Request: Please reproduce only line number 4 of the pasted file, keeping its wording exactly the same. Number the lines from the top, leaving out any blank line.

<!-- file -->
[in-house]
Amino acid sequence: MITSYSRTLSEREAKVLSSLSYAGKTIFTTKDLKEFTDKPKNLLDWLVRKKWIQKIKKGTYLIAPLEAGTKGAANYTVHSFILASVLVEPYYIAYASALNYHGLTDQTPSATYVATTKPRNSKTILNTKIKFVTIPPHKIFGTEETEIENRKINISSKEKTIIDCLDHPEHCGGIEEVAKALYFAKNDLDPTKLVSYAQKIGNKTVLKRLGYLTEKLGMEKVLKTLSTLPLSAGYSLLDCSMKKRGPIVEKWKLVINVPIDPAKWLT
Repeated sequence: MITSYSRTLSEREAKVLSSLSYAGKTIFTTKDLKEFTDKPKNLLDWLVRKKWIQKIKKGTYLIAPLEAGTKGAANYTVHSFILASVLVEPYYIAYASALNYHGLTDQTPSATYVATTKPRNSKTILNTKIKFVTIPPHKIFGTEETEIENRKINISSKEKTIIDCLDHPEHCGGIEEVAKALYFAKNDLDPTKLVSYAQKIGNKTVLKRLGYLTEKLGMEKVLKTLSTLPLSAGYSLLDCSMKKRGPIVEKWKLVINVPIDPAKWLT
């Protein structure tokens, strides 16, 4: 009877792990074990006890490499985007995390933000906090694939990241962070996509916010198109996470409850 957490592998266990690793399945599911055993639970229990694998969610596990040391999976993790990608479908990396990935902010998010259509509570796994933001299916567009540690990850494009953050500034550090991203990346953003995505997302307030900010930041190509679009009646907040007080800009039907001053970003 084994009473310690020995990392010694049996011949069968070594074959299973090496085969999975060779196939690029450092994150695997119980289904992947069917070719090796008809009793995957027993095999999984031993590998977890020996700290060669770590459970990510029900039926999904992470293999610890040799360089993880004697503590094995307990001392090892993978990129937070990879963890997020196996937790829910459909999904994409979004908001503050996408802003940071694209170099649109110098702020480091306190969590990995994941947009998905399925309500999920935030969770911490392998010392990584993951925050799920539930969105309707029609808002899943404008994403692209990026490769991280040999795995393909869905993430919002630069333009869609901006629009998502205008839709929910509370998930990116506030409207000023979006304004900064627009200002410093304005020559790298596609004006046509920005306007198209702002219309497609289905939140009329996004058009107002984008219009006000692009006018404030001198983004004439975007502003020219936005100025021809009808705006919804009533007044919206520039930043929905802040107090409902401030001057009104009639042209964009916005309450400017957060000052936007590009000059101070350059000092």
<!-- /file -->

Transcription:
């Protein structure tokens, strides 16, 4: 009877792990074990006890490499985007995390933000906090694939990241962070996509916010198109996470409850 957490592998266990690793399945599911055993639970229990694998969610596990040391999976993790990608479908990396990935902010998010259509509570796994933001299916567009540690990850494009953050500034550090991203990346953003995505997302307030900010930041190509679009009646907040007080800009039907001053970003 084994009473310690020995990392010694049996011949069968070594074959299973090496085969999975060779196939690029450092994150695997119980289904992947069917070719090796008809009793995957027993095999999984031993590998977890020996700290060669770590459970990510029900039926999904992470293999610890040799360089993880004697503590094995307990001392090892993978990129937070990879963890997020196996937790829910459909999904994409979004908001503050996408802003940071694209170099649109110098702020480091306190969590990995994941947009998905399925309500999920935030969770911490392998010392990584993951925050799920539930969105309707029609808002899943404008994403692209990026490769991280040999795995393909869905993430919002630069333009869609901006629009998502205008839709929910509370998930990116506030409207000023979006304004900064627009200002410093304005020559790298596609004006046509920005306007198209702002219309497609289905939140009329996004058009107002984008219009006000692009006018404030001198983004004439975007502003020219936005100025021809009808705006919804009533007044919206520039930043929905802040107090409902401030001057009104009639042209964009916005309450400017957060000052936007590009000059101070350059000092």